Jarrett Carter, 16, saw thick, gray smoke as it tumbled two houses to Jewel Harris’ home in Newark on Wednesday morning.
Harris, 93, has Alzheimer’s disease and lives alone in the house on Eastern Parkway, her family said. Without Carter’s quick action to get Harris out of the house, her family feared she would have passed out.
“When I got downstairs, she asked me what was going on,” said the teenager, who had just started his correspondence school day, as he ran to help.
Another neighbor alerted Carter’s father, a former East Orange fire chief, to tell him about the smoke from Harris’ house before calling the fire department. Rick Carter then called his son and told him to check on Harris, both families said.
A sophomore of Arts High School, the teenager is now hailed as a hero by Harris’ daughter, son-in-law, and father. The Newark Public Safety Department also thanked him for his help.
“It was not an easy task,” said June Wright-Calhoun, Harris’ daughter. “I’m sure she said, ‘What’s going on?’ I can really praise him. “
Firefighters responded at 8:19 a.m. and got the fire under control about 20 minutes later, said Brian O’Hara, director of public safety for Newark. Harris was examined for smoke inhalation. The cause of the fire is still being investigated, he said.
“We are grateful for the support of the neighbors, including the family of East Orange Fire Captain Carter, who we learned offered assistance to the elderly victim during this incident,” said O’Hara.
Rick Carter checked a surveillance video that showed his son rushing out of the house after Harris’ dog ran up their driveway to get their attention too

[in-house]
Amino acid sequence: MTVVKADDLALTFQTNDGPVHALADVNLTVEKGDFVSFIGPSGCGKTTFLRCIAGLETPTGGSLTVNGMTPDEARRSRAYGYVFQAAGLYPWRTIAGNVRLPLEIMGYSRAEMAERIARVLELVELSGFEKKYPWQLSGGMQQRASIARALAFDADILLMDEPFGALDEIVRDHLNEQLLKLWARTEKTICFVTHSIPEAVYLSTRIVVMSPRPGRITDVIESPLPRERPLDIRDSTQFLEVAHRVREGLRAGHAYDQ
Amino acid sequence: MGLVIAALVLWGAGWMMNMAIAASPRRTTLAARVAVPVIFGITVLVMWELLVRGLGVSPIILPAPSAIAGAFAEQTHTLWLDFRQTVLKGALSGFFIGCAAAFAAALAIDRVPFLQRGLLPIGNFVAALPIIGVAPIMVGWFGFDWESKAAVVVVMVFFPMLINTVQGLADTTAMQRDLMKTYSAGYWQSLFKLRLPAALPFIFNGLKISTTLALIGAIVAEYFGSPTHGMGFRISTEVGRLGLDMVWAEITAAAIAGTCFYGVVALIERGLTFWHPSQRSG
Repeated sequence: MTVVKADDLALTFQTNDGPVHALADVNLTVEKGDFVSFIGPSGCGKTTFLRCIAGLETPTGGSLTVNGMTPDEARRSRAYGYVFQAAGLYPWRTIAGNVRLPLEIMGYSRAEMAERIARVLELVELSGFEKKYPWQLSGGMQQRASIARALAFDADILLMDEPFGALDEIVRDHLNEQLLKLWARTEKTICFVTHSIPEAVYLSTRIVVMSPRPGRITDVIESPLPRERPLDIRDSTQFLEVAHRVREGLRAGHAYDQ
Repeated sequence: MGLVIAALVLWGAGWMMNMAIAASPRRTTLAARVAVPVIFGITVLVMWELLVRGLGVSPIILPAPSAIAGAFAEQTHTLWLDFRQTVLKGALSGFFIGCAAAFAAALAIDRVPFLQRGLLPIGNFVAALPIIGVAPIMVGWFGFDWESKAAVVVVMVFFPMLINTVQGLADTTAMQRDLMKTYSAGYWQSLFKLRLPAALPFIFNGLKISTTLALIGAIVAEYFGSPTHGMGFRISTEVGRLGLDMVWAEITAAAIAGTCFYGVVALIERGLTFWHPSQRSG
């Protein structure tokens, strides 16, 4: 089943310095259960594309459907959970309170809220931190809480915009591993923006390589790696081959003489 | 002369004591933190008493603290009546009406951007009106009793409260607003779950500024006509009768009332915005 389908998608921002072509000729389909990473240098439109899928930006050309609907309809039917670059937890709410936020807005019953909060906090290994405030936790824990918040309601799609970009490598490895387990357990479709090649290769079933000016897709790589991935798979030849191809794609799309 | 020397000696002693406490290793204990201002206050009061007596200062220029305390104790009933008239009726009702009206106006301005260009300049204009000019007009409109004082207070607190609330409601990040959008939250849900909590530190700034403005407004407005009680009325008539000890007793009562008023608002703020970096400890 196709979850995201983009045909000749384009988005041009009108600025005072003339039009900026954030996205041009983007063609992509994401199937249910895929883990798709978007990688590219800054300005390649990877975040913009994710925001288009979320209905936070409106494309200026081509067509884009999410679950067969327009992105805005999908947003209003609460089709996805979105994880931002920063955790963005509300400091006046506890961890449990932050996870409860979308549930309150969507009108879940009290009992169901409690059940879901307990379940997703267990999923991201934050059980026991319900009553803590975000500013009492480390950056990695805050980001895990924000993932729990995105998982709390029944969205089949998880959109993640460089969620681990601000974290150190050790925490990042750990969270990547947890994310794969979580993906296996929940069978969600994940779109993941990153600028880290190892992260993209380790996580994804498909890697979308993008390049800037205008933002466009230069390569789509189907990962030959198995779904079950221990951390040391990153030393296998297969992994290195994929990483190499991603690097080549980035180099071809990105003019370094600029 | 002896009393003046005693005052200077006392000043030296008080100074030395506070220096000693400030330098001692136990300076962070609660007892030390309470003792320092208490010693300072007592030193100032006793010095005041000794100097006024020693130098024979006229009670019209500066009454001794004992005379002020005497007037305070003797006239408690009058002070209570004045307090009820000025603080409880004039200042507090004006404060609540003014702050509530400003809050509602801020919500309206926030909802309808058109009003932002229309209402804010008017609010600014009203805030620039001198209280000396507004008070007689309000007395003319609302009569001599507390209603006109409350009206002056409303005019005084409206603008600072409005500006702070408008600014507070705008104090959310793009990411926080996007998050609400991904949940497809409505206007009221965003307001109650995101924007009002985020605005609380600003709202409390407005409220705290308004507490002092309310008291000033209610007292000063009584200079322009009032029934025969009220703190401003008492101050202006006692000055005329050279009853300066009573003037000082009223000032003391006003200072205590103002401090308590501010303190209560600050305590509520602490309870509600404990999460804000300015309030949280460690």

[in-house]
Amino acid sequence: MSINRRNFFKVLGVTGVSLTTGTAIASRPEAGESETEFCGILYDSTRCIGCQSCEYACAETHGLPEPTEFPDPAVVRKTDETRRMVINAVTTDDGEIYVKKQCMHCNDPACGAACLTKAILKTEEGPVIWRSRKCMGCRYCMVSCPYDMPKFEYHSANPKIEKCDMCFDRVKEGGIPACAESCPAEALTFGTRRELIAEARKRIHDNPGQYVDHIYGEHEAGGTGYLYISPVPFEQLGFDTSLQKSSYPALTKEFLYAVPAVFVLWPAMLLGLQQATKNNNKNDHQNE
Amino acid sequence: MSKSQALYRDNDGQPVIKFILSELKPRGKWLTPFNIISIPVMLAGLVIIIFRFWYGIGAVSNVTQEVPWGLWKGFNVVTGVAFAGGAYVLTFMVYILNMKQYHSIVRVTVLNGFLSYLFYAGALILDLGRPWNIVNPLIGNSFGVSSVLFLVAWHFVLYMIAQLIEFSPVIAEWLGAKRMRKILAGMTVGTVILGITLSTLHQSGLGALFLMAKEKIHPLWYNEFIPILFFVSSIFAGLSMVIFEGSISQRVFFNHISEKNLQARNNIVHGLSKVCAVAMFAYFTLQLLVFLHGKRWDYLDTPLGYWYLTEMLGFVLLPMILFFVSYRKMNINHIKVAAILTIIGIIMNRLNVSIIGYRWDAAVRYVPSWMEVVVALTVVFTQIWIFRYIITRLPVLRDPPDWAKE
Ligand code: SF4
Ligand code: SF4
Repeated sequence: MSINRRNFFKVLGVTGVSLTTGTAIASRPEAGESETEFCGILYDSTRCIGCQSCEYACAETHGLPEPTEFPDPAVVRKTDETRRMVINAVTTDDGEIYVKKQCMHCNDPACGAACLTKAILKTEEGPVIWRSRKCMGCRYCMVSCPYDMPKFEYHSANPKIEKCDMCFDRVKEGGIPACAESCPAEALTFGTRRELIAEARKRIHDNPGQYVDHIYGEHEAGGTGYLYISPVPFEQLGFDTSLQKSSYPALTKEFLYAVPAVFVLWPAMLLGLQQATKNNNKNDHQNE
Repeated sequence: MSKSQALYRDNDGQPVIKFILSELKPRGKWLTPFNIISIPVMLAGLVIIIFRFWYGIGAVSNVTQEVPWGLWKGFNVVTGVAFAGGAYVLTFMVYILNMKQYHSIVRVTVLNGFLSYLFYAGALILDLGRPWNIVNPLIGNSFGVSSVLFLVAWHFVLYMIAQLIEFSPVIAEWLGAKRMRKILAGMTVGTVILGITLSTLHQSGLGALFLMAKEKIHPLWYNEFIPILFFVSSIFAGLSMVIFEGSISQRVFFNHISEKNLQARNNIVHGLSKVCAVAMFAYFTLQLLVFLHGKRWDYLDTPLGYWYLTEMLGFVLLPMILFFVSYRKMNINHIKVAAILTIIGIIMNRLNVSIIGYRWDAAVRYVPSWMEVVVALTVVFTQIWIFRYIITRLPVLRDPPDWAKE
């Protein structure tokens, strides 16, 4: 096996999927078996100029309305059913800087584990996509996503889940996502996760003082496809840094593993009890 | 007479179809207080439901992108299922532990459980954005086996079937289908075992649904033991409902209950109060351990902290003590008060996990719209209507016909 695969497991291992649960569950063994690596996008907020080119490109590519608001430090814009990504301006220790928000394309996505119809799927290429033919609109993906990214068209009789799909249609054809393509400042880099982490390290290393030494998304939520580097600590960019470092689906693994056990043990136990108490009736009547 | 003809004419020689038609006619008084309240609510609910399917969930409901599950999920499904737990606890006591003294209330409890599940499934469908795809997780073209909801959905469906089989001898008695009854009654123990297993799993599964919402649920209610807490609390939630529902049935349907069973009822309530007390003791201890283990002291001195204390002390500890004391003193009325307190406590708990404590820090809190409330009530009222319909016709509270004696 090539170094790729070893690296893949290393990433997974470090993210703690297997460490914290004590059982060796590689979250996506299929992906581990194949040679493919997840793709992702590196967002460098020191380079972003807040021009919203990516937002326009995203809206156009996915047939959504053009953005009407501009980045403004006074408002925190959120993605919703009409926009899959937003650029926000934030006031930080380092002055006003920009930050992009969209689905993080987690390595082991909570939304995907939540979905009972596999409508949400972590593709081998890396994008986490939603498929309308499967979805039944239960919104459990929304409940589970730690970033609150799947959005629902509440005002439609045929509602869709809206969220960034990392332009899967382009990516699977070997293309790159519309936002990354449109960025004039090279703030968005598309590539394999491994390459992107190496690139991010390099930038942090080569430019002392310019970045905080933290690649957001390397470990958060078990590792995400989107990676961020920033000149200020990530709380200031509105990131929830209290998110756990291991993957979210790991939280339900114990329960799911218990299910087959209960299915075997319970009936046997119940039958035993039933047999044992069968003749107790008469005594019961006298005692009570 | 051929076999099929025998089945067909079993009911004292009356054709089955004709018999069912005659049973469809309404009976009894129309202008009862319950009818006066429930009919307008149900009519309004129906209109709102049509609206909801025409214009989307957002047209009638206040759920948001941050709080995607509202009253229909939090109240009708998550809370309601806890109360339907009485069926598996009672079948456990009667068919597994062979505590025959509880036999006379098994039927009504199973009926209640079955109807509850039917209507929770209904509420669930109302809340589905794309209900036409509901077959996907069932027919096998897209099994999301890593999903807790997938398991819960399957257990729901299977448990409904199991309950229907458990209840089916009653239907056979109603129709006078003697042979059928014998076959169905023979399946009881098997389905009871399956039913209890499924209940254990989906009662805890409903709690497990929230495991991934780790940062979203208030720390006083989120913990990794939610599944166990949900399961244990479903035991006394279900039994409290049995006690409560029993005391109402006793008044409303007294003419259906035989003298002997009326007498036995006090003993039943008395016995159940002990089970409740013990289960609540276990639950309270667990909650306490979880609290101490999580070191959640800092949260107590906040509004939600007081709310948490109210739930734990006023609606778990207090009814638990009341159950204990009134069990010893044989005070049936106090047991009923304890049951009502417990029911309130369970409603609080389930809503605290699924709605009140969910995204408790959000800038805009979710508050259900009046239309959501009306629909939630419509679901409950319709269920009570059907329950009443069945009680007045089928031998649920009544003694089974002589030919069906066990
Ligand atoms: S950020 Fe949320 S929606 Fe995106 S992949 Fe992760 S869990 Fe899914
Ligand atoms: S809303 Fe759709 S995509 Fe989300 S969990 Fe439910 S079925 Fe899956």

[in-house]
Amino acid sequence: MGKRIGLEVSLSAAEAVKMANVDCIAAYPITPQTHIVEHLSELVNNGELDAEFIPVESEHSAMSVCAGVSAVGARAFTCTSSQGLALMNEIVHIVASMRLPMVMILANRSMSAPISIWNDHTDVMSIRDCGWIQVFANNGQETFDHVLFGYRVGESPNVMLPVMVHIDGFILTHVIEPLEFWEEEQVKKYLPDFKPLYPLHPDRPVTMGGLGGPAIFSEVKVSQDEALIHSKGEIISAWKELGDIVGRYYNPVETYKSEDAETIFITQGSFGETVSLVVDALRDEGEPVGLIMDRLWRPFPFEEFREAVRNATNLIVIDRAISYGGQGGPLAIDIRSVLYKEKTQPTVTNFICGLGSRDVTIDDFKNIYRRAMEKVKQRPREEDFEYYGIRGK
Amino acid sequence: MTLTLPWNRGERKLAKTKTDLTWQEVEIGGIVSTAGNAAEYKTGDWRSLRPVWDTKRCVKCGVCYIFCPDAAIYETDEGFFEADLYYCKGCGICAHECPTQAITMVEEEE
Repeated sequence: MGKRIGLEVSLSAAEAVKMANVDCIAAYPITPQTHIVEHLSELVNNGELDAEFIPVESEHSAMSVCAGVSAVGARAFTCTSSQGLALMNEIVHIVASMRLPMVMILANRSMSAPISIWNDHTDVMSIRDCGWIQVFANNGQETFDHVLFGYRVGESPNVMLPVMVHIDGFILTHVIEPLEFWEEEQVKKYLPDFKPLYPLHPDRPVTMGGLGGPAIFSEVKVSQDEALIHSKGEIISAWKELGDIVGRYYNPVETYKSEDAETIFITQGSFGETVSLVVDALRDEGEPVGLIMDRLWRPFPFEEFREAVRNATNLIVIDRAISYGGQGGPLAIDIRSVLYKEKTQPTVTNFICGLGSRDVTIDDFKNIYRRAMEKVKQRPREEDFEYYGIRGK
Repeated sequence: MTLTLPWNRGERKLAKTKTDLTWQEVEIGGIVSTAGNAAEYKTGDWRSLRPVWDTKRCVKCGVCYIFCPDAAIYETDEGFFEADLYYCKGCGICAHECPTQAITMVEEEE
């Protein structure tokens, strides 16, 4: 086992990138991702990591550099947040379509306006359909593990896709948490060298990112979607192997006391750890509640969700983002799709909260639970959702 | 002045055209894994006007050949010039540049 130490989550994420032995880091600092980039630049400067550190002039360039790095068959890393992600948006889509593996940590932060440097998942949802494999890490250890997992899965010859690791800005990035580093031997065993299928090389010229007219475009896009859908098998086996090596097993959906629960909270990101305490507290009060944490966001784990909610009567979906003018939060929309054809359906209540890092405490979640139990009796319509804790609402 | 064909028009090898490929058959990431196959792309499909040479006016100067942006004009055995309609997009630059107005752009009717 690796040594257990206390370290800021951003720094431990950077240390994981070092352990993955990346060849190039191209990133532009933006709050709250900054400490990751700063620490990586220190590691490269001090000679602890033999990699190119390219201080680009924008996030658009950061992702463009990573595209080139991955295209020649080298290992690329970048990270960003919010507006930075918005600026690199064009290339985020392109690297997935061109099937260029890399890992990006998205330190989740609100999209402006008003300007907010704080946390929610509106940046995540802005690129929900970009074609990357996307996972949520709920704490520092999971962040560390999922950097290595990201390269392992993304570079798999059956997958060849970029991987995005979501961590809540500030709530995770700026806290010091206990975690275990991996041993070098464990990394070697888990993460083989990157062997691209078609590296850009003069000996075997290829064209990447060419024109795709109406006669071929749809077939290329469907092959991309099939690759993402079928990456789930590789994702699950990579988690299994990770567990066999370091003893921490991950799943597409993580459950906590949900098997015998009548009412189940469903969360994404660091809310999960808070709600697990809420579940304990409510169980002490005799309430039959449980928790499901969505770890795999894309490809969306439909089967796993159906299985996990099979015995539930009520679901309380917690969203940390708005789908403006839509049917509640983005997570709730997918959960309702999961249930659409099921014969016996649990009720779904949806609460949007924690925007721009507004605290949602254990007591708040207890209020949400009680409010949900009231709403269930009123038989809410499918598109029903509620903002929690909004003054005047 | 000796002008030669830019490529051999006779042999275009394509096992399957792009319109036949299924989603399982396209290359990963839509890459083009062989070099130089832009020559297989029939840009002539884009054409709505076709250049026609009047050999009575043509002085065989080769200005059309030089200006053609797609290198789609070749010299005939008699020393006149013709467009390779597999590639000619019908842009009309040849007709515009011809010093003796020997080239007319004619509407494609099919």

“That was a proud moment for me,” Carter said of his son.
The Carters have kept an eye on Harris since moving in 2007, cutting her grass and bringing her a plate of food when they cook dinner. Harris has lived in the house for about 40 years, her family said.
Harris had just woken up when NJ Advance Media spoke to her daughter on Friday. The daughter has pulled up from her home in Maryland and is staying with her mother in a hotel while they evaluate the next steps for Harris’ life situation.
Harris’ son-in-law, a retired police officer, reached out to NJ Advance Media to praise the teenager. He felt it was important to show that young people are still doing good in their communities.
“I think he’s a hero,” said son-in-law Robert Calhoun. “When I see him, I’ll shake his hand.”
However, the 16-year-old does not see himself as a hero.
“I would have done it for anyone,” he said. “I think everyone would have done what I did. I don’t think what I did was anything special. “
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Rebecca Panico can be reached at [email protected]